Esther Fichtler, Martin Worbes:
Climatic Signals in 13c Time Series from Tropical Tree Rings


Georg-August-Universität Göttingen, Institute of Agronomy in the Tropics, Germany

Terrestrial paleoclimatic records from tropical regions are essential to our understanding of past changes in the Earth's climatic system, equator-pole linkages, and the sensitivity of tropical regions to future climate change. While studies on stable carbon isotopes in trees from temperate zones provide manifold paleoclimatic data, tropical trees are still disregarded in this context. Therefore this study examined the variability of inter annual carbon isotopic pattern in several tree species from various tropical climates and identified the potential of these time series to serve as proxies for the reconstruction of past climatic events. Samples of nine broadleaved tree species from various tropical sites along a climatic gradient were investigated concerning their 13C values. The inter annual variability between species and sites was studied. Further the relation to precipitation time series and the potential for cross dating time series was analyzed.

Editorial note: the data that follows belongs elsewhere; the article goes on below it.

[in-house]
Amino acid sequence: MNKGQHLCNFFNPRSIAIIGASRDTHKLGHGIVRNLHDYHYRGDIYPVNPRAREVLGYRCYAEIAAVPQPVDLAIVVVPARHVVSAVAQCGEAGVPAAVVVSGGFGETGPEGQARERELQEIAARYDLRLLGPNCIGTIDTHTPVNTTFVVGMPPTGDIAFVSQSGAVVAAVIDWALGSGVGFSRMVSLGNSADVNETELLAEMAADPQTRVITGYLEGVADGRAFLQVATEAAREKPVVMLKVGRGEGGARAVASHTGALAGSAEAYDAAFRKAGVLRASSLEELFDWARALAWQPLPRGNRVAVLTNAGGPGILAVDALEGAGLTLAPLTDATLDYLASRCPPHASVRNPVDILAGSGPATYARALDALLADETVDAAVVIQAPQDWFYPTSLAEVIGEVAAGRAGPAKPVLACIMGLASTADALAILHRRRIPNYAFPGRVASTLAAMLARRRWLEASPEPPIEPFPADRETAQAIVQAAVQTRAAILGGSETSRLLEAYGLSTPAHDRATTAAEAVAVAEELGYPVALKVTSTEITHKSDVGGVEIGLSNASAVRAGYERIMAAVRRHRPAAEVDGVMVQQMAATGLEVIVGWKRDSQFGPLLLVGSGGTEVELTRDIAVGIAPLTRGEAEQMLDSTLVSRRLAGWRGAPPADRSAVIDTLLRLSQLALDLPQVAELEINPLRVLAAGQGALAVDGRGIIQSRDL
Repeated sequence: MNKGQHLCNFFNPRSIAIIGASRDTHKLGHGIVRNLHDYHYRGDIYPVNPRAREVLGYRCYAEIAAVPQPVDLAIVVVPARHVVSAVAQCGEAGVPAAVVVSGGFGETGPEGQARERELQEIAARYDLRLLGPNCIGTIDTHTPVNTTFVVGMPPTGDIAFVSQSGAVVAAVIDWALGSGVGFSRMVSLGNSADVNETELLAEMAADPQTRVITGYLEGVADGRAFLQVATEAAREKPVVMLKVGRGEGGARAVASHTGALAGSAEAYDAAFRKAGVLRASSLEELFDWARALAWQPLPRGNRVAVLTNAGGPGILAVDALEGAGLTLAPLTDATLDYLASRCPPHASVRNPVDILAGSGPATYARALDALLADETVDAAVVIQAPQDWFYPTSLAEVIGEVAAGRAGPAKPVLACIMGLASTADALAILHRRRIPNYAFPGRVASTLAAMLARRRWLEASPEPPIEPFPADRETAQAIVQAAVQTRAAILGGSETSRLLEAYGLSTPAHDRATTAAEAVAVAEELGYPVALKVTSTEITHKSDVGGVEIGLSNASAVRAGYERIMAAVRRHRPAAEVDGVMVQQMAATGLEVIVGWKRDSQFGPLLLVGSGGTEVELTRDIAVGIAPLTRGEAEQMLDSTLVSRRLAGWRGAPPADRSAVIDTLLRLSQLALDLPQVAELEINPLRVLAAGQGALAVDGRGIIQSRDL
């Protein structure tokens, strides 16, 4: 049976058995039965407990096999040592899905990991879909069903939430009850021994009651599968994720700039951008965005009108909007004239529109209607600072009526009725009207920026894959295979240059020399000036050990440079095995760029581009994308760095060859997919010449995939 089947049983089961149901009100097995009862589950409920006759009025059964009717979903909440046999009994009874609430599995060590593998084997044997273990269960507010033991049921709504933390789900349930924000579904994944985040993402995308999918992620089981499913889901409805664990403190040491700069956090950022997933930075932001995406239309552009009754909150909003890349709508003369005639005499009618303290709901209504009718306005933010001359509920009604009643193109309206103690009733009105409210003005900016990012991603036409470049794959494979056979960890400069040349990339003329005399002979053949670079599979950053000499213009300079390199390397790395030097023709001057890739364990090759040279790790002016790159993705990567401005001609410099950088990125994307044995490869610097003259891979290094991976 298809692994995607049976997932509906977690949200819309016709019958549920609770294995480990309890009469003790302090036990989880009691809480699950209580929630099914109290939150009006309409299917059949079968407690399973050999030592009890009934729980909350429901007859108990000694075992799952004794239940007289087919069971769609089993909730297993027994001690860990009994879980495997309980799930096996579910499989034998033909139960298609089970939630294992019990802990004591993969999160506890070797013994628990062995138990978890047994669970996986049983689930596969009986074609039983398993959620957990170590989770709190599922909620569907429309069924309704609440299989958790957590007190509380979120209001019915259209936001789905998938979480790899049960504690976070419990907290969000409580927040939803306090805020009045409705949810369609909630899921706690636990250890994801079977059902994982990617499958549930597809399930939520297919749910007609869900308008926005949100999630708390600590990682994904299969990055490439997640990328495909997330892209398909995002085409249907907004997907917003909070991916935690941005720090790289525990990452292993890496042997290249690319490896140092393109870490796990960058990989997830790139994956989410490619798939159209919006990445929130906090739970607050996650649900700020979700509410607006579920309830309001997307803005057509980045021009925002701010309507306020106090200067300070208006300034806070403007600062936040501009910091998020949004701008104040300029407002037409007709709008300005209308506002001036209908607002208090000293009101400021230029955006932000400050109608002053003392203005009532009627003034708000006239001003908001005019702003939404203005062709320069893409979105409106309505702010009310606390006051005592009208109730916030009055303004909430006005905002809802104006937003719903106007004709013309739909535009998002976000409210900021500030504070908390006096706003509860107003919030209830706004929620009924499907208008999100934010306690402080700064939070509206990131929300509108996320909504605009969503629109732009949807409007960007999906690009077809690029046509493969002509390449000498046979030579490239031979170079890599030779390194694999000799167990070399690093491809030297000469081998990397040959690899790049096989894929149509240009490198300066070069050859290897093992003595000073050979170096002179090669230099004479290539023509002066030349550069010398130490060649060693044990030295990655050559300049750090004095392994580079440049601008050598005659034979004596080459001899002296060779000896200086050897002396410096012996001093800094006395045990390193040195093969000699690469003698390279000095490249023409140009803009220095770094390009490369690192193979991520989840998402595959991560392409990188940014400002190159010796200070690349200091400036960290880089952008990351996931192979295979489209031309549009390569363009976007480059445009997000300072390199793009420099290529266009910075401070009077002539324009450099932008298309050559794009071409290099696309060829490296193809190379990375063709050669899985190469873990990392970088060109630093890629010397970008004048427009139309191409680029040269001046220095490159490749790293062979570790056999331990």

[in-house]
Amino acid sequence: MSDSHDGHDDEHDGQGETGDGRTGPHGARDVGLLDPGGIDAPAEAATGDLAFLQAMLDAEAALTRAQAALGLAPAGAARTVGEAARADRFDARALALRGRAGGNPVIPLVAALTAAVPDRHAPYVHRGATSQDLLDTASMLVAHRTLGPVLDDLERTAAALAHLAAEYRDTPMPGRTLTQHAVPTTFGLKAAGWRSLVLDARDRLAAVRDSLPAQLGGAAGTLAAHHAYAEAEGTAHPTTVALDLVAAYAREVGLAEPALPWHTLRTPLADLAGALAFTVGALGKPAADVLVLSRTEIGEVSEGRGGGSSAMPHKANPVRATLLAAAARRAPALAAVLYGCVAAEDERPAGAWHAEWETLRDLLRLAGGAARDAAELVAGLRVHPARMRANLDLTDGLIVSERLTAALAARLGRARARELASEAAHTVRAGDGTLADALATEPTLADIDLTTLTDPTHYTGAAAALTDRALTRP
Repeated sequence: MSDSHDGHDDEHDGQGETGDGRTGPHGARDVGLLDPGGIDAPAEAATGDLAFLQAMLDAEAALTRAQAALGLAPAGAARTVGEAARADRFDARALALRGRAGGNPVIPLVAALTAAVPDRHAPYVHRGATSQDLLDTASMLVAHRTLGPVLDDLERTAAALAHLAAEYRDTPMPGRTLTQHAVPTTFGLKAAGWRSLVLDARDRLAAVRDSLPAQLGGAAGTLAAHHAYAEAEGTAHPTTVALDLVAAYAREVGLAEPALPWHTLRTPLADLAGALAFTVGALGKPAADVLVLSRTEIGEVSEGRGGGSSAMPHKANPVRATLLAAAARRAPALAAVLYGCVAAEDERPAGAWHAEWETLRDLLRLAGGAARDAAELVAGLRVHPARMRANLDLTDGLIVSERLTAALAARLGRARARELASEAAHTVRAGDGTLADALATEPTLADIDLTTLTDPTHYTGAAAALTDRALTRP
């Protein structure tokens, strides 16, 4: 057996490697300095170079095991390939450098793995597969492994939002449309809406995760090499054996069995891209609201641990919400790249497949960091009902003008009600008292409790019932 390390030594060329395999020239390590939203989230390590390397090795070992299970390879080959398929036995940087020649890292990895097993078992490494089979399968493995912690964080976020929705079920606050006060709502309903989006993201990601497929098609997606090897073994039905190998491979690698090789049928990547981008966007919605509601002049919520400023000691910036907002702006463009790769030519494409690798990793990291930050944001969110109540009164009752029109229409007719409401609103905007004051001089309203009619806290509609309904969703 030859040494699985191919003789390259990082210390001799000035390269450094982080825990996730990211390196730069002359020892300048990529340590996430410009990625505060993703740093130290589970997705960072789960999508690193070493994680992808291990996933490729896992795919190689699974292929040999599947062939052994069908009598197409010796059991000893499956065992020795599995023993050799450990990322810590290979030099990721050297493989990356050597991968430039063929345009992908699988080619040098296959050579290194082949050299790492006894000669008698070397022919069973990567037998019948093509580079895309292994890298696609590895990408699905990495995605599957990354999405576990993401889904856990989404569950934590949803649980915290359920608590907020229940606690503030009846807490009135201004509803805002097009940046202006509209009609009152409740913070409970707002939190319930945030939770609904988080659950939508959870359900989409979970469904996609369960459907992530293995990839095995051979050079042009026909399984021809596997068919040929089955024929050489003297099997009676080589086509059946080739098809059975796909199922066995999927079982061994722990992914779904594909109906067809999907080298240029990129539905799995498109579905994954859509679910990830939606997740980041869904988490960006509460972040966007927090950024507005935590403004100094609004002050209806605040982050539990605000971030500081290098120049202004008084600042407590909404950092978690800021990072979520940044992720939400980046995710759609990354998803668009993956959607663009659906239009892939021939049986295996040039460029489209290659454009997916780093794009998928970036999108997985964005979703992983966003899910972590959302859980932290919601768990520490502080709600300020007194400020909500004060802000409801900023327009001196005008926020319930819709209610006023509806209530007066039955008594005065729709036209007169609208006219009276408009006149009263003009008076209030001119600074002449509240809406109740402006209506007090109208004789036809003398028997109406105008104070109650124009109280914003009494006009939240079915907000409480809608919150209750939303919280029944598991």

Tropical tree species show a similar variability in carbon isotopic composition as temperate species. The radial distribution of carbon isotopes varied considerably between species and within trees. Local site conditions dominate the isotopic signal. Correlation between precipitation and tree ring 13C was significantly negative. The significant correlations found were even strong, independent of the humidity of the sites or the phenology of the trees. Successful cross dating of a tree ring 13C time series with annual precipitation time series highlights the potential of carbon isotope measurements for tropical tree ring analytical studies. Tropical broadleaved trees capture a carbon isotopic signal in their annual rings and can therefore be used as a source of past isotopic data.

Keywords: Cedrela, stable carbon isotopes, Swietenia, Terminalia, tree rings


Contact Address: Esther Fichtler, Georg-August-Universität Göttingen, Institute of Agronomy in the TropicsGrisebachstrasse 6, 37124 Göttingen, Germany, e-mail:
Andreas Deininger, November 2007